Amnesty International has called on governments hosting Afghan refugees and asylum seekers--including European countries--not to promote repatriation of these refugees by means of penalties and coercive measures. The human rights group expressed its strong concern about the forced return by the UK authorities of 21 Afghan asylum seekers in April.
In the eyes of the world, the war in Afghanistan ended at the end of 2001 with the US overthrow of the Taliban regime. In reality, Afghanistan is not a country that can be described in any way as being in a 'post-conflict' situation.
Continued 'turf wars' break out between regional and local commanders of different factions. Fighting has been particularly frequent in and around the northern city of Mazar-I-Sharif between the forces of Abdul Rashid Dostum and Ustad Atta Mohammed.
The process of disarming such factions is being prevented by the activities of the US-led coalition forces, who are still paying large sums of money to warlords and regional commanders for cooperation in the hunt for Taliban and Al Qaeda fugitives.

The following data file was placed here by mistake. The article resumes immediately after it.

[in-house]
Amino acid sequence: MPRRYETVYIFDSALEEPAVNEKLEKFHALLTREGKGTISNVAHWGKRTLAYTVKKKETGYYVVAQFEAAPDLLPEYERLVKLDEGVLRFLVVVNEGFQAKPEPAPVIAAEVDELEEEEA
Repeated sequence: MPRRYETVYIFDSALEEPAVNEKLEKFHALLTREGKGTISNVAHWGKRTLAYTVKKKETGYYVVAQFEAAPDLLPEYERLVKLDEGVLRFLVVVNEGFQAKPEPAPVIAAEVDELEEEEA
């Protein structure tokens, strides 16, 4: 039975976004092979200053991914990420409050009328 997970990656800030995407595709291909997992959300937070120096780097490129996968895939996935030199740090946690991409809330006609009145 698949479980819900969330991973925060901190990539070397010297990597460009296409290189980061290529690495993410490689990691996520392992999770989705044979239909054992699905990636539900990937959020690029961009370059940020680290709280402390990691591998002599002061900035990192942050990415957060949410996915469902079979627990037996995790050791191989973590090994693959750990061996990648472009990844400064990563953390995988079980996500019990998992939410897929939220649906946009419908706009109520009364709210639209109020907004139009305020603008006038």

The US has perpetuated the arbitrary rule of feuding warlords and local militia leaders who establish their own laws and exact their own taxes, taking the lion's share for themselves and their close supporters. For example in Kandahar, the former stronghold of the Taliban in the south, the US-sponsored warlord Gul Agha Shirzai presides as local governor, raking in taxes and duties, running local businesses and maintaining his own private militia.
In parallel to the popular frustration and resentment is the re-emergence of the Taliban. Evidence for this comes in the form of an ever-increasing escalation in the guerrilla war being waged against government and foreign troops in Afghanistan.
There have been dozens of small hit-and-run attacks by suspected Taliban fighters in eastern and southern Afghanistan. In July, Afghan soldiers engaged with a force of about 100 Taliban fighters in a remote mountainous region near the Pakistan border. The battle proved inconclusive as the Taliban fighters melted away to fight another day.
Until recently the capital, Kabul, was considered an island of security in an otherwise unstable and volatile country. Not anymore. There have been an increasing number of attacks in the capital, and in July four German troops of the International Security Assistance Force (ISAF) were killed by a suicide bomber driving a taxi filled with explosives.